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COVID-19 cases at record high around world, raising testing and quarantine fears

Almost 900,000 cases were detected on average each day around the world between Dec. 22-28, with myriad countries posting new all-time highs over the past 24 hours, including the United States, Australia and many European nations.

December 29, 2021 / 07:20 PM IST
Representative image (Source: Reuters)

Representative image (Source: Reuters)

Global COVID-19 infections hit a record high over the past seven-day period, Reuters data showed on Wednesday, as the new Omicron variant raced out of control, keeping workers at home and overwhelming testing centres.

Almost 900,000 cases were detected on average each day around the world between Dec. 22-28, with myriad countries posting new all-time highs over the past 24 hours, including the United States, Australia and many European nations.

Almost two years after China first reported a cluster of "viral pneumonia" cases in the city of Wuhan, the regularly mutating coronavirus is still wreaking havoc, forcing numerous governments to rethink quarantine and test rules.

Although studies have suggested the Omicron variant is less deadly than some of its predecessors, the huge numbers of people testing positive mean that hospitals in some countries might soon be overwhelmed, while businesses might struggle to carry on operating because of workers having to quarantine.

France, Britain, Italy, Spain, Portugal, Greece, Cyprus and Malta all registered a record number of new cases on Tuesday, while the average number of daily COVID-19 cases in the United States hit a record 258,312 over the past seven days, according to a Reuters tally on Wednesday. The previous peak was a figure of 250,141 registered in early January, this year.

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COVID-19 Vaccine

Frequently Asked Questions

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How does a vaccine work?

A vaccine works by mimicking a natural infection. A vaccine not only induces immune response to protect people from any future COVID-19 infection, but also helps quickly build herd immunity to put an end to the pandemic. Herd immunity occurs when a sufficient percentage of a population becomes immune to a disease, making the spread of disease from person to person unlikely. The good news is that SARS-CoV-2 virus has been fairly stable, which increases the viability of a vaccine.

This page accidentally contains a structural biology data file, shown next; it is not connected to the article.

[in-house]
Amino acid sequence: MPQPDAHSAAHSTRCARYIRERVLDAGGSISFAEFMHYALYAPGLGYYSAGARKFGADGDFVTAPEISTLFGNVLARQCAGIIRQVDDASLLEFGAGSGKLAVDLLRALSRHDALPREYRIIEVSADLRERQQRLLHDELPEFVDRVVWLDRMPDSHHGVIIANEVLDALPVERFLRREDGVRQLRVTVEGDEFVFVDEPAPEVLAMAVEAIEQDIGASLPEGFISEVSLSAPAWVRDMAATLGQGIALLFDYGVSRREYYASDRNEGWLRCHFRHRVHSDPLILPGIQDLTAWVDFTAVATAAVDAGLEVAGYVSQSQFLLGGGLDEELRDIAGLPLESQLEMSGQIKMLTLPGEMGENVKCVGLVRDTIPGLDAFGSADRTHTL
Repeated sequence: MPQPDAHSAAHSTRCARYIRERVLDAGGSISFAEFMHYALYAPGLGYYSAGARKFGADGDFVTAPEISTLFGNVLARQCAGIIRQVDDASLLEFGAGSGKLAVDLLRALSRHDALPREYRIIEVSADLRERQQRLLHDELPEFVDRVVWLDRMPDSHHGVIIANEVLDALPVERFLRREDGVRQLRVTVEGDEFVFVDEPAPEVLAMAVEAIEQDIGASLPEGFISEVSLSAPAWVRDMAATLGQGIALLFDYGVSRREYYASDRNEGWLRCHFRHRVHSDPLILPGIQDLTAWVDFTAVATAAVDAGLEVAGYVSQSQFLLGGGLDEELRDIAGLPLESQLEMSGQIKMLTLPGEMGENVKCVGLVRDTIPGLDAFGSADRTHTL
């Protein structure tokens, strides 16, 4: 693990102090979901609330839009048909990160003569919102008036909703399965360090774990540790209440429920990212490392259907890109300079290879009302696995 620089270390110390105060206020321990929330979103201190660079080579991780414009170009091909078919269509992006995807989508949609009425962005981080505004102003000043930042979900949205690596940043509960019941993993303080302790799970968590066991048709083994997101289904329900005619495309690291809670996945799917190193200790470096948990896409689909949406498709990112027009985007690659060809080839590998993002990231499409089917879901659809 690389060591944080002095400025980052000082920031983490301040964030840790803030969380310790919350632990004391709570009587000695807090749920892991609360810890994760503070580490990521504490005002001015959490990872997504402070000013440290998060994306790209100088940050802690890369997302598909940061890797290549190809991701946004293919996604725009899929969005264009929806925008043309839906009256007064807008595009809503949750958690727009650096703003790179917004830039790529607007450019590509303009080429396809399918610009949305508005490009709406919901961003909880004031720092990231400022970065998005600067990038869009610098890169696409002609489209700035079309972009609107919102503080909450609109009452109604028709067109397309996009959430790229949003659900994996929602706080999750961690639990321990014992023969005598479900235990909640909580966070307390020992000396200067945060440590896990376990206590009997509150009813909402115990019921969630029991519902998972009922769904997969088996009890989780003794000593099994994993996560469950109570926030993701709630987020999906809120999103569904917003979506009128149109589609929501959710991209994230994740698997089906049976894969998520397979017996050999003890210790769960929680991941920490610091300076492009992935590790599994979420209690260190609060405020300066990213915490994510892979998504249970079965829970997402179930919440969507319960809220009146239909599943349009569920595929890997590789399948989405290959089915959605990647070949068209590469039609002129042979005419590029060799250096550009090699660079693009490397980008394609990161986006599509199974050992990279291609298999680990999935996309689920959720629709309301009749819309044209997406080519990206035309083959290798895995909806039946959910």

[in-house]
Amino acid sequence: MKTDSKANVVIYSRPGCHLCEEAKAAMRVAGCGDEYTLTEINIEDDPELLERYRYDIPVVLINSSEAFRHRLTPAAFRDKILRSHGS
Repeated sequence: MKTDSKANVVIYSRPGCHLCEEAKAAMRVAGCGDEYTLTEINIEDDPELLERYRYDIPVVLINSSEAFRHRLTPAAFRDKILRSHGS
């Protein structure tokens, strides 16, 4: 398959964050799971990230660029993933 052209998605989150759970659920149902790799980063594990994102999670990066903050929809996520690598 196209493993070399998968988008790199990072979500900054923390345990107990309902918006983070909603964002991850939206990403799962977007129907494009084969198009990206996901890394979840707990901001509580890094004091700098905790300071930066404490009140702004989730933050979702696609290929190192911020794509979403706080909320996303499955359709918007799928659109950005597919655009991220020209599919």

How many types of vaccines are there?

There are broadly four types of vaccine — one, a vaccine based on the whole virus (this could be either inactivated, or an attenuated [weakened] virus vaccine); two, a non-replicating viral vector vaccine that uses a benign virus as vector that carries the antigen of SARS-CoV; three, nucleic-acid vaccines that have genetic material like DNA and RNA of antigens like spike protein given to a person, helping human cells decode genetic material and produce the vaccine; and four, protein subunit vaccine wherein the recombinant proteins of SARS-COV-2 along with an adjuvant (booster) is given as a vaccine.

What does it take to develop a vaccine of this kind?

Vaccine development is a long, complex process. Unlike drugs that are given to people with a diseased, vaccines are given to healthy people and also vulnerable sections such as children, pregnant women and the elderly. So rigorous tests are compulsory. History says that the fastest time it took to develop a vaccine is five years, but it usually takes double or sometimes triple that time.